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Volume 7 No. 80
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Timekeeper Omega Takes Usual Perch Among Olympic Partners

Most Olympic sponsors go to extraordinary lengths to develop fresh angles around each Games, but for longtime official timekeeper Omega, consistency and reliability are the point.

So once again, the Swatch Group luxury brand is activating at the Olympics through an elegant commercial campaign starring top-tier athletes like Shaun White, ads and showcases in or near boutiques, and press tours designed to get coverage of its timing systems. A special highlight this year is a Seoul exhibition on the history of its timing tools at the Games.

Omega CEO Raynald Aeschlimann
Photo: Ben Fischer

“Athletes look at their results and they smile or look down, but they trust totally,” said CEO Raynald Aeschlimann, conducting interviews from the seaside St. John’s Hotel in Gangneung. “I think this is one of the qualities and incredible sign of trust we should have, and we should keep it that way and not create any kind of marketing coup.”

Swiss-based Omega last year signed an extension to its International Olympic Committee deal through 2032, joining NBC as the only two partners with deals that long. Aeschlimann said that’s another reason he can play the long game, knowing he doesn’t need to sell a watch to someone in just the current Olympic cycle, but rather to establish and maintain a brand association of reliability and class over time.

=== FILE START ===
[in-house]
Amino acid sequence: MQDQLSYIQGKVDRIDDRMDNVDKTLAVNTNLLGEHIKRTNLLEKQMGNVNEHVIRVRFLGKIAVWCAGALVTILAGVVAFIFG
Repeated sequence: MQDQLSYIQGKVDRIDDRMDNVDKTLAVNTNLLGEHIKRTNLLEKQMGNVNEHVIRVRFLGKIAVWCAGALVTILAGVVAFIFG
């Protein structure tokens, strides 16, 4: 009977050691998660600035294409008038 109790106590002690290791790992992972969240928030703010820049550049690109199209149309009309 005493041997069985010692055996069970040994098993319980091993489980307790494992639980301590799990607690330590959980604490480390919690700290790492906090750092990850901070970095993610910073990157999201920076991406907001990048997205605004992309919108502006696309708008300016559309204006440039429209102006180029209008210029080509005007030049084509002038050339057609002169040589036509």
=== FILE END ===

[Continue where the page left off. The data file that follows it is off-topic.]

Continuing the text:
One day after interviewing Aeschlimann, I joined Omega’s second in-venue tour of its timing equipment. These tours are crucial to the overall plan, and they require sign-off from the IOC to get access to venues where athletes are practicing, in this case the Gangneung speedskating oval. About a dozen Omega employees or PR consultants joined a group of journalists, and Omega also made available an interpreter for non-English-speaking reporters.

Aeschlimann said Korea is an excellent location for the Games as its residents’ wealth and shopping culture has grown.

“Here they’ve very, very loyal,” he said. “And here they’re very big consumers of luxury goods.”